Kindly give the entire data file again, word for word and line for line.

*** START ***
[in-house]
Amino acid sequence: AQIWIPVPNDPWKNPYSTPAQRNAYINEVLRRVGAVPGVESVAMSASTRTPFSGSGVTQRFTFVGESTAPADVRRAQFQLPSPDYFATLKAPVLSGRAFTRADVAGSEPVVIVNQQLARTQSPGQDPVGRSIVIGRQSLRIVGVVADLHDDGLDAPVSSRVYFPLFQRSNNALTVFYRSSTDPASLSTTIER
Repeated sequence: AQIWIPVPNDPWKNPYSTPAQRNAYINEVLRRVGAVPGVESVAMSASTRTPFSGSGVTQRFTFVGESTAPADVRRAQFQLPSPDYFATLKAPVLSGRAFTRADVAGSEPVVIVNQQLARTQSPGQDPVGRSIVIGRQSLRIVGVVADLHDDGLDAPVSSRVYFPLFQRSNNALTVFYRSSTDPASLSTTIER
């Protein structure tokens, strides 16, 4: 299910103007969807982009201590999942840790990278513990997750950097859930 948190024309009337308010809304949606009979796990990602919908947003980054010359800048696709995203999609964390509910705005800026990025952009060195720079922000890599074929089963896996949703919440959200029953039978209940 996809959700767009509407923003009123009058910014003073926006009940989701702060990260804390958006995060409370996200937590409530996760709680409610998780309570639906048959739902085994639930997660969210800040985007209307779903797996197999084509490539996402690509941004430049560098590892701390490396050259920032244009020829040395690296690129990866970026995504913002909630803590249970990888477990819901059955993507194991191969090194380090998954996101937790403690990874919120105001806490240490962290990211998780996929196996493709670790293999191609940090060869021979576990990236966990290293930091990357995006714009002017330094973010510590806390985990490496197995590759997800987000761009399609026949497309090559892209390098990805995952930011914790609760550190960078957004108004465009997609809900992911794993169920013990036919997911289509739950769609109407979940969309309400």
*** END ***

[in-house]
Amino acid sequence: AQIWIPVPNDPWKNPYSTPAQRNAYINEVLRRVGAVPGVESVAMSASTRTPFSGSGVTQRFTFVGESTAPADVRRAQFQLPSPDYFATLKAPVLSGRAFTRADVAGSEPVVIVNQQLARTQSPGQDPVGRSIVIGRQSLRIVGVVADLHDDGLDAPVSSRVYFPLFQRSNNALTVFYRSSTDPASLSTTIER
Repeated sequence: AQIWIPVPNDPWKNPYSTPAQRNAYINEVLRRVGAVPGVESVAMSASTRTPFSGSGVTQRFTFVGESTAPADVRRAQFQLPSPDYFATLKAPVLSGRAFTRADVAGSEPVVIVNQQLARTQSPGQDPVGRSIVIGRQSLRIVGVVADLHDDGLDAPVSSRVYFPLFQRSNNALTVFYRSSTDPASLSTTIER
């Protein structure tokens, strides 16, 4: 299910103007969807982009201590999942840790990278513990997750950097859930 948190024309009337308010809304949606009979796990990602919908947003980054010359800048696709995203999609964390509910705005800026990025952009060195720079922000890599074929089963896996949703919440959200029953039978209940 996809959700767009509407923003009123009058910014003073926006009940989701702060990260804390958006995060409370996200937590409530996760709680409610998780309570639906048959739902085994639930997660969210800040985007209307779903797996197999084509490539996402690509941004430049560098590892701390490396050259920032244009020829040395690296690129990866970026995504913002909630803590249970990888477990819901059955993507194991191969090194380090998954996101937790403690990874919120105001806490240490962290990211998780996929196996493709670790293999191609940090060869021979576990990236966990290293930091990357995006714009002017330094973010510590806390985990490496197995590759997800987000761009399609026949497309090559892209390098990805995952930011914790609760550190960078957004108004465009997609809900992911794993169920013990036919997911289509739950769609109407979940969309309400």